Image: Sandro Botticelli, Illustrations of Dante’s Divine Comedy performed by Lorenzi il Magnifico in the 15th century. Folio 101 recto with a section of the Inferno. Reg.lat.1896A.
In collaboration with Art History Professor Rebecca Zorach and Chicago artist, Mark Rogovin, the VRC is happy to announce the “Public Art Workshop Mural Archive“, a new collection in our LUNA database.
The collection contains images of murals and public projects of the Public Art Workshop, along with documentation of the workshop’s activities and images of other murals created in Chicago from the late 1960s to the early 1980s.
To read more about Mark Rogovin, please visit Never the Same.
On May 16, the Metropolitan Museum announced a new initiative called the Open Access for Scholarly Content (OASC) and released more than 400,000 images of public domain works on their website. Users can download the high-resolution files directly from the website for any non-commercial use, including scholarly publications. Users do not need to pay a fee and will not need to seek permission from the museum. Per the Met’s press release, “the number of available images will increase as new digital files are added on a regular basis.”
The Met joins several other institutions in making high-resolution digital image files of collection objects free available on the web, including Rijksmuseum, LACMA, and the Getty. The Met was one of the first participants in ARTstor’s Images for Academic Publishing initiative, but in order to use those images, the user needed to be affiliated with an institution that had an ARTstor subscription or request a temporary password. The new OASC program makes the images available directly to the public from the museum’s collections website.
For more information, visit the Met’s FAQ about the OASC initiative or explore their collections website. Images included in the initiative will be indicated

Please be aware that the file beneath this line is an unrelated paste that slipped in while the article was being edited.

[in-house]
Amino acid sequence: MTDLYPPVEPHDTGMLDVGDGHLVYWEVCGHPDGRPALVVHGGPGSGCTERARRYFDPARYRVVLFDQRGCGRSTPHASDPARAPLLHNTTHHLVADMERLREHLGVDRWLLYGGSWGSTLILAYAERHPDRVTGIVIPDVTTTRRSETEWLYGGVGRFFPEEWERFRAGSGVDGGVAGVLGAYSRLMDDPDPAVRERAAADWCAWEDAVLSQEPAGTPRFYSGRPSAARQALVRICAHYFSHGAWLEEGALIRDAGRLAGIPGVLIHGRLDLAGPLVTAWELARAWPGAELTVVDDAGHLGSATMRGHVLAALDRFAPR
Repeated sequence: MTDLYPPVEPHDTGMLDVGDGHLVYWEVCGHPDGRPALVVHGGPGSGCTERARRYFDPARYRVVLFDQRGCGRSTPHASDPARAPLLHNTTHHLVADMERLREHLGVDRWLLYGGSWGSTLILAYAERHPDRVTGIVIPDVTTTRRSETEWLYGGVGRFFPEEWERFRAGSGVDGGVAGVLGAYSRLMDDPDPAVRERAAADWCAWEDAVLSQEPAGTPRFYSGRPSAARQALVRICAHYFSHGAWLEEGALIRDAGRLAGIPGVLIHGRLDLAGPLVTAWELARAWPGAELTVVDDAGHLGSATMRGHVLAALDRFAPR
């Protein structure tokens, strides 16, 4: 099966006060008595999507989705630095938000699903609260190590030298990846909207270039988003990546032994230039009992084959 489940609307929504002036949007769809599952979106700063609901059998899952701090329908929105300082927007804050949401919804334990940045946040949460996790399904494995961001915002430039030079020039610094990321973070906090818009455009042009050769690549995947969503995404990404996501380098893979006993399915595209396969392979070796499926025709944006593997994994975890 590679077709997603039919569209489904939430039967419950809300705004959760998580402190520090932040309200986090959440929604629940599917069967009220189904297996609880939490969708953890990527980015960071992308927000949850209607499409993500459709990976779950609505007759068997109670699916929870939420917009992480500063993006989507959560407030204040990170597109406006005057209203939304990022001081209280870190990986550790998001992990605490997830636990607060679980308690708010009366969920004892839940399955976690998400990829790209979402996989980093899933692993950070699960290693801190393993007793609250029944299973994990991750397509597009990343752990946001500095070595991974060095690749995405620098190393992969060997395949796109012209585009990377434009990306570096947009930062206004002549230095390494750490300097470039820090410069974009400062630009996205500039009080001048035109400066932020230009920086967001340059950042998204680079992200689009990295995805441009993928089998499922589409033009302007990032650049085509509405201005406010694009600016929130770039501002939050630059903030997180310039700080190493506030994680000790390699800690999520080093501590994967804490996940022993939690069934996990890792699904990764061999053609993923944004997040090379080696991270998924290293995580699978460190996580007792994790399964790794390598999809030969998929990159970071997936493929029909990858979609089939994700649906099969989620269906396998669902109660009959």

Via the Metropolitan Museum Press Room.
The Visual Resources Collections at the University of Michigan just announced that the Simpson Islamic Manuscript Record Archive is available online. They write, “Dr. Simpson served as Curator of Islamic Near Eastern Art at the Freer/Sackler Galleries, Smithsonian Institution, Director of Curatorial Affairs and Curator of Islamic Art at the Walters Art Museum, and Visiting Professor at the University of Michigan (2005).”
The website for the Simpson Islamic Manuscript Record Archive contains more than 500 documentation records and approximately 4,800 images (in a variety of media including prints, color slides, digital images, and microfilm). The Simpson Archive “is organized by repository name and manuscript accession number or shelf mark (for example, “British Library Add. 7622”)” and each record contains robust cataloging information about the manuscript.
This collection is related to the Islamic Art Archives at the University of Michigan, which has more than 900 digitized manuscripts available in HathiTrust.
The Tate recently released 30 years of Audio Arts, the “innovative audio cassette-magazine … established by Bill Furlong in 1972.”
Users can browse by category, chronology, or contributor, including inimitable figures such as Joseph Beuys, Marina Abramovc, Bruce McLean, Gehrard Richter, and more.
Check out the Audio Arts archive online!
The Delaware Art Museum recently launched a collections website via eMuseum which currently features more than 1,000 works of art. By 2018, the museum’s entire collection will be online, “including the largest collection of British Pre-Raphaelite art outside of the United Kingdom …”
Users can interact with the Collections tab by browsing curated collections, searching for individual object records and related artist biographies. Creating an account will allow users to select favorite records and save image groups and research notes.
For more information, visit the link to the Delaware Art Museum’s eMuseum collection or their Collections page.